Apr 28, 2012

Fiction Fridays (Saturday Edition): In A People House

I meant to post this Friday. I started it on Friday. I thought about it on Friday afternoon, and I intended to finish it Friday night.
But then Friday evening my daughter A. had a meltdown of gargantuan, exhausting proportions, and as soon as I got the kids to bed I flopped straight into bed and straight to sleep myself. (She's fine now, thank you).

So anyway....

In A People House
By Theo LeSieg
Illustrated by Roy McKie
Random House, 1972

"Come inside, Mr. Bird,"
said the mouse.
"I'll show you what there is
in a People House..."

Dr Seuss wrote as Theo LeSieg on books illustrated by others, and when I think back as a kid I probably liked the Theo LeSieg books best. Dr Seuss was a genius, but his illustrations could be a little creepy.

Re-reading Theo LeSieg books now what I like about them are the really simple illustrations - few of which, I think, would pass muster in a new book today.

Story synopsis:
The mouse takes Mr Bird through a typical middle-class house in 1970s America, and shows him all the things there are:

A People House has things like chairs, 
things like roller skates and stairs.
Banana, bathtub, bottles, brooms,
that's what you find in people's rooms.

As they go through the house the pictures show them using or playing with the things they find, making more and more of a mess and having more and more fun, until a pile of "doll and dishes, teapot, trash" being balanced by the mouse comes crashing down, bringing forth the people who live in the house to toss the animals outside.

Why it's good:
It's a fun book to read because the rhythm is so good, and in usual Seuss/LeSieg style it's funny too. The use of household objects means that kids can talk about which things we have at home ("big blue ball") and which we don't (piano, stairs). The pictures also tell a huge part of the story. As the animals go through the rooms, it's the illustrations that tell the story of the fun and the mess. And the story is from the animals' (i.e., little kids) point of view, in that the people (i.e., parents) are not shown except as disciplinarians at the end (and you don't see them in full). You know how much mess a small wild animal can make if it gets in your house - this story is cute because it imagines that happening because the animals are curious and having fun looking around.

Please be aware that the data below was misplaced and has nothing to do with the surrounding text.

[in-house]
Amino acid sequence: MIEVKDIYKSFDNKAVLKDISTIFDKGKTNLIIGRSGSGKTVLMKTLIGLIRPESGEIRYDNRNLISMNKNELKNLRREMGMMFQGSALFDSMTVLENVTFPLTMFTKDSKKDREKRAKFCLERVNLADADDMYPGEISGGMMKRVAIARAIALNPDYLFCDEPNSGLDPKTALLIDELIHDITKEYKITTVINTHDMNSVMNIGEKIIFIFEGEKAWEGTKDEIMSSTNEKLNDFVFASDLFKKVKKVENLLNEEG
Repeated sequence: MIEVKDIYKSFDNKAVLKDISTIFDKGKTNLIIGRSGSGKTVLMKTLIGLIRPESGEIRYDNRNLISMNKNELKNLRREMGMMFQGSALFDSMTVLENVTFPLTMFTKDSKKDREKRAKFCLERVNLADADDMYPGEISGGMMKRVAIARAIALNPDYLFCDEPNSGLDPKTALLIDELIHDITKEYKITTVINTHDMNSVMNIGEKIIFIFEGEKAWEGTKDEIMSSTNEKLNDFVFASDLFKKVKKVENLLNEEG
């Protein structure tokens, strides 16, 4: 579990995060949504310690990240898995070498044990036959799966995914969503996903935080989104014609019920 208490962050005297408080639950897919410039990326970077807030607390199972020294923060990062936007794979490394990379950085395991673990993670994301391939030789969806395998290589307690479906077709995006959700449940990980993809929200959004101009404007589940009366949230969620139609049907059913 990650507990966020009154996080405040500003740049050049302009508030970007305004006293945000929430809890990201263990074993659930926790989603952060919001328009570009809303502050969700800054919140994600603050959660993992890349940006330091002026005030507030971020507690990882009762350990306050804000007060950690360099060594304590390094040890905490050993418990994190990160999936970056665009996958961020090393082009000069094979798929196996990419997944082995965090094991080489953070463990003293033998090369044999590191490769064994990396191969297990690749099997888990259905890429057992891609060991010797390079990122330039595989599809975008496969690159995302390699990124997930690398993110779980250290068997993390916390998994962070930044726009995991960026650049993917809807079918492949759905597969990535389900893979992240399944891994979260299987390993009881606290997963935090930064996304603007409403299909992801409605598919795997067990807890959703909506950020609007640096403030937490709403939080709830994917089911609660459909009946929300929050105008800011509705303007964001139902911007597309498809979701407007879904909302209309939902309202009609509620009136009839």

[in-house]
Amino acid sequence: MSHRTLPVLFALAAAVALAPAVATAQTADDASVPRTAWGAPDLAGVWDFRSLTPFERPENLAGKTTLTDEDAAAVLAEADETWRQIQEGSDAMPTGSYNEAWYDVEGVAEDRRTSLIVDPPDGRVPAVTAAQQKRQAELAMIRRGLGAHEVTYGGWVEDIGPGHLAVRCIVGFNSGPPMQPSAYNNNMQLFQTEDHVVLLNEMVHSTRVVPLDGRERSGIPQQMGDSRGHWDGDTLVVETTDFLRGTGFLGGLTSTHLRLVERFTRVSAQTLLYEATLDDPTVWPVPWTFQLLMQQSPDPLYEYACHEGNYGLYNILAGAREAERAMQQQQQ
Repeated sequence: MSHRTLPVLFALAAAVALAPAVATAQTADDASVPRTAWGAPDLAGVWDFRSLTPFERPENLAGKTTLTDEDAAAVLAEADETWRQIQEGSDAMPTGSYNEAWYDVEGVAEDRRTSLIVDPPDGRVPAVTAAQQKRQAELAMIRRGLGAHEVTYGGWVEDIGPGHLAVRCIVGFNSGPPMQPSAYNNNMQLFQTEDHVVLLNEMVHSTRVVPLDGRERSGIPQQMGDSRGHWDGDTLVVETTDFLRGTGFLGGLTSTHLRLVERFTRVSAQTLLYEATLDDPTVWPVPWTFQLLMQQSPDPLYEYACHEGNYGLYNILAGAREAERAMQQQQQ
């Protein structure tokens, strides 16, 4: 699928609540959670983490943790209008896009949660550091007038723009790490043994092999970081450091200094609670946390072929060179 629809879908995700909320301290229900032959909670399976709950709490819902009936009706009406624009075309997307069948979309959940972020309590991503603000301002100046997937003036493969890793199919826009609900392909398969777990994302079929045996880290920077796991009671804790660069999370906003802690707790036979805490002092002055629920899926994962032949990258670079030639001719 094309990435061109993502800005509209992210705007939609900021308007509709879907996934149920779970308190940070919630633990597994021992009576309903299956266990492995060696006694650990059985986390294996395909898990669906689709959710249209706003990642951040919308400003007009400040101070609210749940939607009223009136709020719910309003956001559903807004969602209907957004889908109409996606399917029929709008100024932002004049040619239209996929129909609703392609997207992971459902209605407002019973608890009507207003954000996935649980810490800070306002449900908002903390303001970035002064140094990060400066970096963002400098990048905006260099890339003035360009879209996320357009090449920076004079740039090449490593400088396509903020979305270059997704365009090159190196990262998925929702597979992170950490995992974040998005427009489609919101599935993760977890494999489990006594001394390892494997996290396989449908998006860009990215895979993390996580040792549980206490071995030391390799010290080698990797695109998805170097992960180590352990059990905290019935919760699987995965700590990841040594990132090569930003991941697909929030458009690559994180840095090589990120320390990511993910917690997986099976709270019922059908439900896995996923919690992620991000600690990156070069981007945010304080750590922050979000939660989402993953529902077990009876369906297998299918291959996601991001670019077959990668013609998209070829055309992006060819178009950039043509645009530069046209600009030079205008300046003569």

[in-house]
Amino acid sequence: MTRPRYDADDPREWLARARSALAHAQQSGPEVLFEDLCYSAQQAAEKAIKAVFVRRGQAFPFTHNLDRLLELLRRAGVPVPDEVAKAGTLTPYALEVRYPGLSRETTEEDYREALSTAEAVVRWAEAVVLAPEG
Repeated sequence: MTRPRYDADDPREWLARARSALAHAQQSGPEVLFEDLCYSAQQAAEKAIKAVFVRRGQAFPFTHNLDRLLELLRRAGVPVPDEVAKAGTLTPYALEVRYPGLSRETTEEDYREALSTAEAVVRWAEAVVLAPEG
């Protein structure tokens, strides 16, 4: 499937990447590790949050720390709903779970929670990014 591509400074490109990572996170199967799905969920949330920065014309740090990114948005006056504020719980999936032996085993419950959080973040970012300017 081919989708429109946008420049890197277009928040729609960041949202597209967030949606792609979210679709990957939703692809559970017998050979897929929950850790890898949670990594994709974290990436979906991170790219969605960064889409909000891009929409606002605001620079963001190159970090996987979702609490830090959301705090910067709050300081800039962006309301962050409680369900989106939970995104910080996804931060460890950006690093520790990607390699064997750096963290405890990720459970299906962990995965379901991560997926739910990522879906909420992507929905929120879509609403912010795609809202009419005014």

And of course, what kid can't relate to being curious about objects, playing with stuff they're not supposed to, making a sudden mess and being shunted out of a room by giant grown-ups?

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  1. I LOVE Dr Suess but never knew he wrote under another name. I think my little man would really love this book so thank you! I'll search for it during the week.

  2. Thanks Melissa, it is a good one. Look for anything by Theo LeSieg!



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